Why now? A simple answer is that the BJP now feels it can. On the campaign trail in the past year, Amit Shah, the home minister and Mr Modi’s right-hand man, had promised to do something about Article 370. Speaking at the scene of a horrific incident of anti-Muslim violence in Jammu, Mr Modi had sworn that he would not “allow Muftis and Abdullahs to divide India”. He was referring to the two most famous political families of the state. Few people deny that administration in Jammu & Kashmir has been squalid for a long time, even by Indian standards. One of the many reasons offered for revoking Article 370 is that it will allow national governments in Delhi to sidestep the obstreperous dynasties that Kashmiris have kept electing.

In recent years Mr Modi has won much approval around India for military operations undertaken in and around Kashmir. In September 2016, a day of “surgical strikes” against Pakistani positions across the Line of Control achieved little of strategic value but was played up by the prime minister in election campaigns. It resulted in a patriotic Bollywood movie which was still humming at the box office when the general election campaign began in spring last year. In crass political terms, angry Kashmiris may be worth more as enemies than as voters.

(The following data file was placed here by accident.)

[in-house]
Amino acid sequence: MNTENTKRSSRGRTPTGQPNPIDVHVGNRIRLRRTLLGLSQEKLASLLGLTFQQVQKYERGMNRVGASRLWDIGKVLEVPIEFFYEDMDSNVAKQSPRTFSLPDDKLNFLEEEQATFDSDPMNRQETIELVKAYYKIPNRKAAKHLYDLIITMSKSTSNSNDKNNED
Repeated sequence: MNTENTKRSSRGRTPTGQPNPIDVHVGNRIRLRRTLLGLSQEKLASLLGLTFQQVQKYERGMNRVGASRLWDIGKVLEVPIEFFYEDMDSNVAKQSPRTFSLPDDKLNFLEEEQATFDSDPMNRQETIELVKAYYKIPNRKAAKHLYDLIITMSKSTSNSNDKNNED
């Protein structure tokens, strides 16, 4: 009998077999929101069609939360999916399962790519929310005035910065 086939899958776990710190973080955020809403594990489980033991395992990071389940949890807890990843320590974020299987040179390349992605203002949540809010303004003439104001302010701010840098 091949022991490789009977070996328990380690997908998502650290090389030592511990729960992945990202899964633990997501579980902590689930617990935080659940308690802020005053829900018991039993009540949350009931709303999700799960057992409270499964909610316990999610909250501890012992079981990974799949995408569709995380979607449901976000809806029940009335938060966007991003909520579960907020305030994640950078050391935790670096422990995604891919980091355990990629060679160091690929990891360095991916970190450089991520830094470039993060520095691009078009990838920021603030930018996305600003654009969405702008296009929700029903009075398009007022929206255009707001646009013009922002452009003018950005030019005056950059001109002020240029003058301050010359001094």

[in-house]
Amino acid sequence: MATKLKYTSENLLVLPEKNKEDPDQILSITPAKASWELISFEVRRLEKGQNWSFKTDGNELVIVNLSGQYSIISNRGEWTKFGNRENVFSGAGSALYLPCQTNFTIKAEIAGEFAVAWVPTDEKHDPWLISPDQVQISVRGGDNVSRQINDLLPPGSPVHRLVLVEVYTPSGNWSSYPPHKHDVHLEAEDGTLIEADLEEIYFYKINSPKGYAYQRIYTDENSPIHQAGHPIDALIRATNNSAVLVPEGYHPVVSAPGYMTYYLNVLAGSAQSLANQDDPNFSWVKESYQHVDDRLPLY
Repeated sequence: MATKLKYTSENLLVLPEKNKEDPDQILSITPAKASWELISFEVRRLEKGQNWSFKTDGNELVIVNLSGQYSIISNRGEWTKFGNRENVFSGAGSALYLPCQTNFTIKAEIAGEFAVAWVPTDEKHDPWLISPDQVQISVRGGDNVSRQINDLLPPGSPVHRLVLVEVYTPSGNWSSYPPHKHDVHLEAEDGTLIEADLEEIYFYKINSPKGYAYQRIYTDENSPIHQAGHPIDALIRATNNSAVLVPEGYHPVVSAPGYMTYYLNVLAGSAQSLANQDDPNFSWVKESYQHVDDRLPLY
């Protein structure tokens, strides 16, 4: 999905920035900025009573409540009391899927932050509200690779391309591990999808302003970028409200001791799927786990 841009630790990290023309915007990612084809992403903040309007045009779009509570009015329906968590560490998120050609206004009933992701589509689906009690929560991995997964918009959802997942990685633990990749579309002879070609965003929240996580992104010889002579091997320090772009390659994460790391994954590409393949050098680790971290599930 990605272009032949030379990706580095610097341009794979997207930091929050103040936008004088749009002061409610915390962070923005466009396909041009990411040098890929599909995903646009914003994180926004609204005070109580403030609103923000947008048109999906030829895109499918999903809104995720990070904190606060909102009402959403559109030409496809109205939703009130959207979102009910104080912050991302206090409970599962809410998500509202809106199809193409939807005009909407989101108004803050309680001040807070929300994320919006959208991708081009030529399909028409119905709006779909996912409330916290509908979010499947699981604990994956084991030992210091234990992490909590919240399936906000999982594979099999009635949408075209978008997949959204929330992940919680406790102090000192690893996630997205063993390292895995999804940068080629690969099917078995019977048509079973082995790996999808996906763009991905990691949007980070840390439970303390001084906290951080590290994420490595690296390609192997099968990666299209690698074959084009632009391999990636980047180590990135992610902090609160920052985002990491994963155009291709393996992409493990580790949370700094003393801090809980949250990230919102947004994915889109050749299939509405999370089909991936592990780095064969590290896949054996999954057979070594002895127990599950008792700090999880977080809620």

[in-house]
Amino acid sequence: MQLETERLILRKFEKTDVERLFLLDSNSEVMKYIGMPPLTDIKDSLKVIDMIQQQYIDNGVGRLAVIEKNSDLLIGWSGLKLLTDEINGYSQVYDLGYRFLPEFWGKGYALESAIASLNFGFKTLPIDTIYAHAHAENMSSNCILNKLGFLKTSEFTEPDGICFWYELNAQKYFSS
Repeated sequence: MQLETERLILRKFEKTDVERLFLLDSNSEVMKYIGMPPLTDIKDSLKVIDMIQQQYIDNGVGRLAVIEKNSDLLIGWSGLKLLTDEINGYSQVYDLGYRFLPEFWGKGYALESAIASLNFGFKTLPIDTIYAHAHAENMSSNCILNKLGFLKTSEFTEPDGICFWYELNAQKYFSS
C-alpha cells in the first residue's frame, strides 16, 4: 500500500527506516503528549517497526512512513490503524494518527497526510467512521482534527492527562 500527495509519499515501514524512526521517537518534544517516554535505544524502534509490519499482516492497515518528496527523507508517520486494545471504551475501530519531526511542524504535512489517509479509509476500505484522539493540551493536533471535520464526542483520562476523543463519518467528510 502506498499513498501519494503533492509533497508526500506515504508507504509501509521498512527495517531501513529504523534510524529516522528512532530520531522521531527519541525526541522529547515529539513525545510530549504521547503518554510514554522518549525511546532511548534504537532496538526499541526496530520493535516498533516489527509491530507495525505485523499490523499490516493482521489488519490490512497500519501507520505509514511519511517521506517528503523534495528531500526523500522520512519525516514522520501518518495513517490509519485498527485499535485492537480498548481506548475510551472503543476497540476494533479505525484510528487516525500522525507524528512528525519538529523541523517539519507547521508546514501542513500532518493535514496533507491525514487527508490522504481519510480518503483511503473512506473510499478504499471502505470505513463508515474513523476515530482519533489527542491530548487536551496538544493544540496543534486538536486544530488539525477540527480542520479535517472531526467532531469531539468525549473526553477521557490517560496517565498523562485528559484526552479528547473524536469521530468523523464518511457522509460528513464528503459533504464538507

Even before Mr Modi came to power, other governments had been hollowing out the provisions of Article 370. But among the few legal differences that still existed between Jammu & Kashmir and the rest of India was one that mattered: a provision clarified in Article 35A of the constitution, which provides the state government with the authority to prevent outsiders from buying and selling land. Along with Article 370, Article 35A has also been set aside. With fewer than 13m residents, living in some of the most beautiful lands on earth, Kashmiris have long been wary of immigration from the rest of 1.4bn-strong India. With their territory’s special legal status breached, Kashmiris worry that a demographic reorganisation may be next.

Clarification, August 7th: Due to an editing error, an earlier version of this article likened the division of the territory of Jammu & Kashmir in 1947 to that of Punjab and Bengal. That comparison has been removed, in the interest of singling out the unique case of Kashmir’s accession and contestation. Apologies.